Morse thought he’d do his countrymen a favor and introduce them to the masterpieces of European painting. He decided to paint the greatest works exhibited in the Louvre — all in one giant painting, six feet high by nine feet long.

Just selecting several dozen of the greatest paintings from the 1,250 hung on the museum’s walls was a task in itself. Morse chose four by Titian, three by Murillo and Van Dyke and two by Veronese, Poussin, Claude Lorrain, Guido Reni and Rubens. Leonardo da Vinci only got one — the Mona Lisa.

For months, Morse spent every day in the Louvre from 9 am to closing time at 4 pm. Most days people could find him on a scaffold in front of a masterpiece, sometimes 12 feet above the floor. Or they’d find him moving the scaffold around to another masterpiece. Eventually, the American painter became as much of an attraction as the paintings themselves.

His close friend and fellow expatriate, James Fenimore Cooper, came to the Louvre every day to visit him. At the time, Cooper  reigned as the most popular American author due to his Leatherstocking tales.

Morse returned home in the fall of 1832.

He finished The Gallery of the Louvre in the United States, and then put it on exhibit in New York for an admission price of 25 cents.

Box Office Poison

The crowds didn’t exactly flock to see it.

Morse had high hopes for the sale of the painting, thinking he could get $2,500 for it. Cooper had hinted he’d buy it. Morse also thought the painting would help him clinch the commission to paint a mural in the Rotunda of the U.S. Capitol.

Cooper didn’t buy the painting, and John Trumbull got the commission for the Capitol Rotunda. Morse sold The Gallery of the Louvre for a disappointing $1,300 to a man named George Hyde Clarke, a neighbor of Cooper’s in Cooperstown, N.Y.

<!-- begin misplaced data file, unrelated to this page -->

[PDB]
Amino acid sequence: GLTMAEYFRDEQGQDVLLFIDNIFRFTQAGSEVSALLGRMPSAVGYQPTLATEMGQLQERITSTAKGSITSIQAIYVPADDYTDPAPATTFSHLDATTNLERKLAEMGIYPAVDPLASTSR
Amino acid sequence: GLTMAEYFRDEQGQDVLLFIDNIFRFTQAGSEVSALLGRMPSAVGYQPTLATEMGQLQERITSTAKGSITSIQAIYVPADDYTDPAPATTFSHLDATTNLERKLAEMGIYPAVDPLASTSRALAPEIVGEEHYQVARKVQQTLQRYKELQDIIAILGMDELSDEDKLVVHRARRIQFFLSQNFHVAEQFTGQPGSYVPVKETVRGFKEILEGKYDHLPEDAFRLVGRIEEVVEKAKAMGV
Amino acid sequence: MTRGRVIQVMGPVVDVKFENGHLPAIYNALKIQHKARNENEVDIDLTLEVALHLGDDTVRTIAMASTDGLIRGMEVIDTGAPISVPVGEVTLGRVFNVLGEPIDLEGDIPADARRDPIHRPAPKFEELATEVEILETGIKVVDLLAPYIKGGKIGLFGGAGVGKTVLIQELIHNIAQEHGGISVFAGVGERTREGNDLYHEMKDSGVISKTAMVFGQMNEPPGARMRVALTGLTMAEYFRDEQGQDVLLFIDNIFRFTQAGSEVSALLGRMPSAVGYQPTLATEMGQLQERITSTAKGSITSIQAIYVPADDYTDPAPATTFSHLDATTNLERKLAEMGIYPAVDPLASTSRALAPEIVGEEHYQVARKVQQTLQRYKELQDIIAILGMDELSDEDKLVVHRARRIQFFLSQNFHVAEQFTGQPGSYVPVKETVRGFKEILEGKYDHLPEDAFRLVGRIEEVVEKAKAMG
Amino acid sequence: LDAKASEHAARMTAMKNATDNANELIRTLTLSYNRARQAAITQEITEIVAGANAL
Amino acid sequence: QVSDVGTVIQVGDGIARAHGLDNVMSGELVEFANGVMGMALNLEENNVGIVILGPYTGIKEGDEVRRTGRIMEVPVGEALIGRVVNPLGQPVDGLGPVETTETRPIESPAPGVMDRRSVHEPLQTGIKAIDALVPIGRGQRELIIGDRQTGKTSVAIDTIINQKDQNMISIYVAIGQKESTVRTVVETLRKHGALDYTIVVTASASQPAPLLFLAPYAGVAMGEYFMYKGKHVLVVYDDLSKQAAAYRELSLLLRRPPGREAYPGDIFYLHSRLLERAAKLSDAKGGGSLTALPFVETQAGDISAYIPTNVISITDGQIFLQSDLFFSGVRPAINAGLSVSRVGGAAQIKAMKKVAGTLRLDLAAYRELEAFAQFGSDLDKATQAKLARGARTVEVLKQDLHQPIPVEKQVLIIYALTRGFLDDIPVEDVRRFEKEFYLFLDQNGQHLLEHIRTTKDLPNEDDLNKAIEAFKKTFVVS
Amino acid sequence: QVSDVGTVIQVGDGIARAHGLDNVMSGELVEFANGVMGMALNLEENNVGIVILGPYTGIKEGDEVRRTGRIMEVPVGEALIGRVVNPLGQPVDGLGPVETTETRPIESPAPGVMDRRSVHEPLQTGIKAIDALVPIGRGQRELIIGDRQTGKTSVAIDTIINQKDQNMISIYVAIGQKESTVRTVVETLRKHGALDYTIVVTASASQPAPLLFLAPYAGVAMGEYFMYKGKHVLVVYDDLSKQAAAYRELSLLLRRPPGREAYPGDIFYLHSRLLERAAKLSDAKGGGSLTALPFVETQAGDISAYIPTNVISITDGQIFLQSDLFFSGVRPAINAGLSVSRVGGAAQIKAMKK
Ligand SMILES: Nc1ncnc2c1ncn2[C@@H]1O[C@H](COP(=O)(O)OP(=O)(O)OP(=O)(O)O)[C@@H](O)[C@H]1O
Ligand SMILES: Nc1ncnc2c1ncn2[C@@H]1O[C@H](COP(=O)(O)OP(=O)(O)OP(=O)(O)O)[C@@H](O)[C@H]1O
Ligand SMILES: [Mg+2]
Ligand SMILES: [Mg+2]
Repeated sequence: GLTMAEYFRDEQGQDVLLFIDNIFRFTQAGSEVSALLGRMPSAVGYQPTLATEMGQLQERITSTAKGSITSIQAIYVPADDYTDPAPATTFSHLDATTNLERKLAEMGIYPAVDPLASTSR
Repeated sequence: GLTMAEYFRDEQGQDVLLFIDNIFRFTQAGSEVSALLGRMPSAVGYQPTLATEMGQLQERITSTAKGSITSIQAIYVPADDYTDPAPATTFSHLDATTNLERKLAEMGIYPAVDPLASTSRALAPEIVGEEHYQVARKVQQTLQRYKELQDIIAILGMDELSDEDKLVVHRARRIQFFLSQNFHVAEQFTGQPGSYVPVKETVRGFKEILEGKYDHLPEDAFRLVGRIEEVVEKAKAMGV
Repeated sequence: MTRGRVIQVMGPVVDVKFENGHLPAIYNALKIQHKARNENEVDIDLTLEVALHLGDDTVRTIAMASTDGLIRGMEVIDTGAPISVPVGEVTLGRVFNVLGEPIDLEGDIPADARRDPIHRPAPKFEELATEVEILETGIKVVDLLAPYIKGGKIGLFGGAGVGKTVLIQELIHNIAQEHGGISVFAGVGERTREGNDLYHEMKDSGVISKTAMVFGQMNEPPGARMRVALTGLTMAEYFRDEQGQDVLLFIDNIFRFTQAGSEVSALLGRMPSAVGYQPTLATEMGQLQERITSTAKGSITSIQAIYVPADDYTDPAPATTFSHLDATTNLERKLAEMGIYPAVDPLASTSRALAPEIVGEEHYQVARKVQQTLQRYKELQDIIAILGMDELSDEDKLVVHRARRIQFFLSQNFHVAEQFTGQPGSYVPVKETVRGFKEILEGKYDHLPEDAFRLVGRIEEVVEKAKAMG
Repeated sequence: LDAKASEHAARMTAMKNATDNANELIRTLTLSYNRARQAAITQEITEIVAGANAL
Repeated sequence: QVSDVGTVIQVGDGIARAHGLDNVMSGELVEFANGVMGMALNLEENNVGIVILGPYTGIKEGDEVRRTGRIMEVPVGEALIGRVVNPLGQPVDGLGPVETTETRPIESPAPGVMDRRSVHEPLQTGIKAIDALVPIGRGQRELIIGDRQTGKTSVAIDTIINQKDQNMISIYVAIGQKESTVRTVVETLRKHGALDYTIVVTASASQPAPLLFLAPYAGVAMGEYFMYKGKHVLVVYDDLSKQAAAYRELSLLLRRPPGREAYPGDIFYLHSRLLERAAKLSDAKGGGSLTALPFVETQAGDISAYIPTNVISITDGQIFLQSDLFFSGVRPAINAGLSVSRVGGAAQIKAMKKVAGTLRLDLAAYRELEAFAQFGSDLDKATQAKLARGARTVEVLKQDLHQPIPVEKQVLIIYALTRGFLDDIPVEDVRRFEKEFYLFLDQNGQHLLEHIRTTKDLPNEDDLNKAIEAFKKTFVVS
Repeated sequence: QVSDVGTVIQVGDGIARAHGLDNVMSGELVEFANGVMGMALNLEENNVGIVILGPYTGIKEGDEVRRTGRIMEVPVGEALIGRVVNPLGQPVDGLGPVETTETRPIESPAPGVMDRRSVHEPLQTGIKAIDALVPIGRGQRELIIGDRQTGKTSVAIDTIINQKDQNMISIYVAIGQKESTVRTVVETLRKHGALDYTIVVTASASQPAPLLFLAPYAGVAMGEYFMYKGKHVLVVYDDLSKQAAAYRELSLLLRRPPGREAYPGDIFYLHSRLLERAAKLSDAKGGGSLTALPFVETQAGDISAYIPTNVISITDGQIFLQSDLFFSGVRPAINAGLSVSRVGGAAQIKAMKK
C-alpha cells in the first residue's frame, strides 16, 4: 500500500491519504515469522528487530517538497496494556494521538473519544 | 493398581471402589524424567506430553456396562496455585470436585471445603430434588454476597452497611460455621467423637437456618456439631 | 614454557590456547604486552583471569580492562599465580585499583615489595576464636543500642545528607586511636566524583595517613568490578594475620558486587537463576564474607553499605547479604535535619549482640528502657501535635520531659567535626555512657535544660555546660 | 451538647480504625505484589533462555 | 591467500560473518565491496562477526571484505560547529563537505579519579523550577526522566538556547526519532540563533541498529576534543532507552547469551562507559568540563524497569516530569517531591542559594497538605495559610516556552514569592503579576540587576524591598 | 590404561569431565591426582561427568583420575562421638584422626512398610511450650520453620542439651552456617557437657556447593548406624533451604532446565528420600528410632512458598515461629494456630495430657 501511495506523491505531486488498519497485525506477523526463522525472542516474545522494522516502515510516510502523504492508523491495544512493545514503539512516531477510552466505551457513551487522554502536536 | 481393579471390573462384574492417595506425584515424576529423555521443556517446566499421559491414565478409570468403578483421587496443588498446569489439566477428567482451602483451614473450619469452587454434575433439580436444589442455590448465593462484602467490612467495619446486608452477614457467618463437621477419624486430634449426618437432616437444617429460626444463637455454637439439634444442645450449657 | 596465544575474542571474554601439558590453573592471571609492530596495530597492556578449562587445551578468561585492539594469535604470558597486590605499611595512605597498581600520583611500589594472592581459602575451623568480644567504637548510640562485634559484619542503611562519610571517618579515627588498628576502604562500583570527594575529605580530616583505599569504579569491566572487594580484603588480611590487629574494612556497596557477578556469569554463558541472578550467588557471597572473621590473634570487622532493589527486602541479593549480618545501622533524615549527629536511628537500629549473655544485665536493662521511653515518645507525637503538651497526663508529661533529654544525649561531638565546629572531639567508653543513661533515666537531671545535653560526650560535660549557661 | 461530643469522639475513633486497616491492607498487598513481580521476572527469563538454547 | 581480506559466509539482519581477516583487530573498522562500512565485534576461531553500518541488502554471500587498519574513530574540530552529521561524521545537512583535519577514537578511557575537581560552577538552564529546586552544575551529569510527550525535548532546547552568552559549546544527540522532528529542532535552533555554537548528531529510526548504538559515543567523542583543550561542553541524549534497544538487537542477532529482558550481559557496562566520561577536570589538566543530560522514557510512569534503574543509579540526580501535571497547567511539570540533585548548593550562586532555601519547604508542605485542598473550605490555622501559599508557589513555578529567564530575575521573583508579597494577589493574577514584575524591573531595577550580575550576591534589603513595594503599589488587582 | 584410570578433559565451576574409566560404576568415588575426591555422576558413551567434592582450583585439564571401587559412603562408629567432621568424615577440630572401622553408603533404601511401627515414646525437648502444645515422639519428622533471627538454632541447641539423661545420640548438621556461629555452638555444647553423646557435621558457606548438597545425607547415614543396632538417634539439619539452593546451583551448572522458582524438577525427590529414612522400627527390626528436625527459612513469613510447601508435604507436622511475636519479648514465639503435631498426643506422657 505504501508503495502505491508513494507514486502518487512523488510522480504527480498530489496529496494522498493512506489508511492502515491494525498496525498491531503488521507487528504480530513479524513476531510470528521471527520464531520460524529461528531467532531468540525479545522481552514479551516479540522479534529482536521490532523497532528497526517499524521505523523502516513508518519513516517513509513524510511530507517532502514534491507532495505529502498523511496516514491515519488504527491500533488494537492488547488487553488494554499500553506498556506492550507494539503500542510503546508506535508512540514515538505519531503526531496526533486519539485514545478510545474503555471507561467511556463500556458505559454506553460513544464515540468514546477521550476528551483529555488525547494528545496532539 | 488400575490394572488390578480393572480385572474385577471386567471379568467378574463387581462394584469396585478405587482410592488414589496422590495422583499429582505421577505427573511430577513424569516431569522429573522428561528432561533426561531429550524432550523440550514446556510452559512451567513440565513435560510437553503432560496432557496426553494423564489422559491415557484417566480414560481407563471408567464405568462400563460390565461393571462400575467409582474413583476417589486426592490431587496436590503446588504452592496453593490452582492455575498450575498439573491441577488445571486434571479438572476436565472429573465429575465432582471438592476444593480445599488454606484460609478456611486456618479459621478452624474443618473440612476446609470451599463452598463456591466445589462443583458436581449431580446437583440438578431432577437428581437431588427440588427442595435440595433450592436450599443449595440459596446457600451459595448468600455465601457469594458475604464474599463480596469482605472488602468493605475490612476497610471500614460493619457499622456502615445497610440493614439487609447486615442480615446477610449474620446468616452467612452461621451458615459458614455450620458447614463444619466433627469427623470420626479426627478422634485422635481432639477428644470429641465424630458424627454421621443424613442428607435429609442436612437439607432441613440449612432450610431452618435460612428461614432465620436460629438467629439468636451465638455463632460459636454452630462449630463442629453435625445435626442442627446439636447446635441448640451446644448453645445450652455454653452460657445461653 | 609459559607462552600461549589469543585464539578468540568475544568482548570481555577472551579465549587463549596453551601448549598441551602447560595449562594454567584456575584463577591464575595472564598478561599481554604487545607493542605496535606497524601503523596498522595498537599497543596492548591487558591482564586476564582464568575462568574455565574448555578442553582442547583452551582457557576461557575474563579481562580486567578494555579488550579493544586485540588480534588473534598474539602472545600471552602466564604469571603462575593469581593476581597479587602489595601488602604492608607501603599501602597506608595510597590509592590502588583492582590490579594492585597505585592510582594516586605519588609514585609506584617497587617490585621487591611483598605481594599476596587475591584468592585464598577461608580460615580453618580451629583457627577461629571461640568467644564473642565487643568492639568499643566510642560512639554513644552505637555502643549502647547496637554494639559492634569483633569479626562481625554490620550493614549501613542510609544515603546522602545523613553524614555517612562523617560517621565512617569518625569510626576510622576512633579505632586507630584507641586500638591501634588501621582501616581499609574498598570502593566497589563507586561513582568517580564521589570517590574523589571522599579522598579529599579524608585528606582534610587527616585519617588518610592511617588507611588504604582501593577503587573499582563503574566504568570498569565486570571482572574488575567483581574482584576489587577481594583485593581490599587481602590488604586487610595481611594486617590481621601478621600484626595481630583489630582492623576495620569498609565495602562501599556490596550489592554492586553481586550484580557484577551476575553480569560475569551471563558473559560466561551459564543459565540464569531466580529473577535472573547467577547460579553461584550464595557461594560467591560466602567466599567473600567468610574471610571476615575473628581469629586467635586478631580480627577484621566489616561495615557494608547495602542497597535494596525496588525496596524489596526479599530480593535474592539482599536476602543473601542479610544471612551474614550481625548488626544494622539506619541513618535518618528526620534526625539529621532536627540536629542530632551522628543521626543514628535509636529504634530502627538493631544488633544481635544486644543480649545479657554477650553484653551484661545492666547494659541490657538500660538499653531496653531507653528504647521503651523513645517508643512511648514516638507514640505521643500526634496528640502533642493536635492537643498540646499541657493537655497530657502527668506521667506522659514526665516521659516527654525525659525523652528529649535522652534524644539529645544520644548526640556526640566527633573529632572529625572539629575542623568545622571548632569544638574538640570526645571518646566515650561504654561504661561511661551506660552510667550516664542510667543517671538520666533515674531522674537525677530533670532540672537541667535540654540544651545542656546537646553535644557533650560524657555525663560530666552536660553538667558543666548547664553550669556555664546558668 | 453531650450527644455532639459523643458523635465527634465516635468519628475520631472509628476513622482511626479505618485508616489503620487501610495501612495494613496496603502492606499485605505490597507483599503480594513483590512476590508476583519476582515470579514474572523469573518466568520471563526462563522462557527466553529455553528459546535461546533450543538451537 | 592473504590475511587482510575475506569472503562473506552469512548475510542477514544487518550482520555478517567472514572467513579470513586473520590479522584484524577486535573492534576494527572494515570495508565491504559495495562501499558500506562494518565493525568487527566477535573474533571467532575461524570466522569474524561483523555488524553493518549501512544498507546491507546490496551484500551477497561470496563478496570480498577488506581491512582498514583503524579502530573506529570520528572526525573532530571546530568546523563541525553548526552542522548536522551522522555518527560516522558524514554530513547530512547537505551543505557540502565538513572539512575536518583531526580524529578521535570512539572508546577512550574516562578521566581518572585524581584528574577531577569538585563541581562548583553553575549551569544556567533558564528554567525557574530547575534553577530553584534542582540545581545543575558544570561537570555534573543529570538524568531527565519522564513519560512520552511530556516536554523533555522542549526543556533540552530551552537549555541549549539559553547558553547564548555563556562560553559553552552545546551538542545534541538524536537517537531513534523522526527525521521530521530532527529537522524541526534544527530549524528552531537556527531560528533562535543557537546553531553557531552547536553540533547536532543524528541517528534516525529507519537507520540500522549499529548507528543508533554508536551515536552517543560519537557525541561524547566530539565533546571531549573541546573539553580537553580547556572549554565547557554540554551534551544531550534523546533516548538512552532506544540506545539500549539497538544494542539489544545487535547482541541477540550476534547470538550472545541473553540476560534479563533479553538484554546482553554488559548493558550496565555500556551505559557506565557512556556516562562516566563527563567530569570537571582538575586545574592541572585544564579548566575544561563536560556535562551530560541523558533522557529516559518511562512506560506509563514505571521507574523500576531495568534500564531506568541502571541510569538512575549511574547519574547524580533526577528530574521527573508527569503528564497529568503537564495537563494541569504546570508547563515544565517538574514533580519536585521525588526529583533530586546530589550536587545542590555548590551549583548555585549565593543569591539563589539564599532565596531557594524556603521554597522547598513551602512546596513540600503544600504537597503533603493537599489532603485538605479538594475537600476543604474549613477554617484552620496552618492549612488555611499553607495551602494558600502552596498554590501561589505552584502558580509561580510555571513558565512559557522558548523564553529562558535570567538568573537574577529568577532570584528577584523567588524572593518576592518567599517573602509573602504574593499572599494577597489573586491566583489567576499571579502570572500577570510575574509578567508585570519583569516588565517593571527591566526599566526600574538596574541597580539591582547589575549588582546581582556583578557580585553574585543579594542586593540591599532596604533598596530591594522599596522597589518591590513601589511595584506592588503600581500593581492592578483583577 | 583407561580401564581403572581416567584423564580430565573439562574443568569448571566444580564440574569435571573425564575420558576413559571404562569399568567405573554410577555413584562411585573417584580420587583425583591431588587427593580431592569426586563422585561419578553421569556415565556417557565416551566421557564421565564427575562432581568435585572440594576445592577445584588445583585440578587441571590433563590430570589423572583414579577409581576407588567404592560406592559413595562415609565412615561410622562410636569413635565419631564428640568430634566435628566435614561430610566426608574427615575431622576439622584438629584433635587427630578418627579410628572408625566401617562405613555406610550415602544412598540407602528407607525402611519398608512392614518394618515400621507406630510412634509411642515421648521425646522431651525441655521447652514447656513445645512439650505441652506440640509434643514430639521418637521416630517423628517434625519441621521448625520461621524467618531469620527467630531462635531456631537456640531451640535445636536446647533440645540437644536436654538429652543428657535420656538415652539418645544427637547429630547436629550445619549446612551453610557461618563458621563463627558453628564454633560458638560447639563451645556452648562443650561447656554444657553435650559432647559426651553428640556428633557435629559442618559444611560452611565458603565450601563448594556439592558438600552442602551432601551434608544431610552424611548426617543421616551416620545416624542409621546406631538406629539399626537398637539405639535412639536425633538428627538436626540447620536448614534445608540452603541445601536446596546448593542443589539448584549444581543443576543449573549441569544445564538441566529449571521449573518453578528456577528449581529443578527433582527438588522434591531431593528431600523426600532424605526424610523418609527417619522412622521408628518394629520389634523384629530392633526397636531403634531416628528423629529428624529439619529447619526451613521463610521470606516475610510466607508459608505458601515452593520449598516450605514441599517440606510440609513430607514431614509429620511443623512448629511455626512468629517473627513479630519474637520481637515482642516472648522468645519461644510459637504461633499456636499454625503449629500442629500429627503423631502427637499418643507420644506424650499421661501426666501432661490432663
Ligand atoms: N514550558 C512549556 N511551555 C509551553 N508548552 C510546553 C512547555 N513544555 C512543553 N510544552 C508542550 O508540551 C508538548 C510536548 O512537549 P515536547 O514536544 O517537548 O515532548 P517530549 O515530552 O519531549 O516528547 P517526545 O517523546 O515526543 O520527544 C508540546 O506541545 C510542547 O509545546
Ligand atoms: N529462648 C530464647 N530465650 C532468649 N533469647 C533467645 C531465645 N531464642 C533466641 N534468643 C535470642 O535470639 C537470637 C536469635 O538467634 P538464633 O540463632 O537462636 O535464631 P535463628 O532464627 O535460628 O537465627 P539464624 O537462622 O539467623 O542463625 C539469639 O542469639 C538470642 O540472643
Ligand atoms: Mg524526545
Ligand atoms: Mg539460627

By 1837, perhaps burned out by his Louvre experience, Morse abandoned his art career. “Painting has been a smiling mistress to many, but she has been a cruel jilt to me,” he wrote to Cooper. “I have no wish to be remembered as a painter.”

Something Else

Morse, in Paris, had found something else to interest him: the French telegraph outside of Paris.

In 1792, a French inventor named Claude Chappe invented a semaphore system to relay messages faster than post riders could. It included a tower within sight of another tower on top of a telegraph hill. On top of the tower were movable shutters – also called blades or paddles. An operator could move them into different positions to represent different letters of the alphabet.

Samuel Morse in 1840

When an operator in the tower saw the semaphore move on the neighboring hill, he would pick up the message and then send it to the next relay tower. The French used the system along the coast to warn of the approach of British warships. (Massachusetts also used that system for a while.)

Morse talked about the system to his friends in Paris, complaining about its slowness. He often mentioned his idea of communicating messages through an electric wire. Cooper later admitted he thought the idea “chimerical.”

Then on his voyage home aboard the Sully, Morse met Bostonian Charles T. Jackson. Jackson told him about European experiments in electromagnetism. That gave Morse the idea for an electromagnetic telegraph using a system of dots and dashes.

But that is another story. (Read it here.)

In 1982, the Terra Museum of American Art in Chicago bought the painting for $1.325 million, the highest price paid for an American painting up to that time.

With thanks to David McCulloch, The Greater Journey: Americans in Paris. 


Subscribe To Our Newsletter

Join our mailing list to receive the latest artciles from the New England Historical Society

Thanks for Signing Up!

Subscribe To Our Newsletter

Join Now and Get The Latest Articles. 

It's Free!

You have Successfully Subscribed!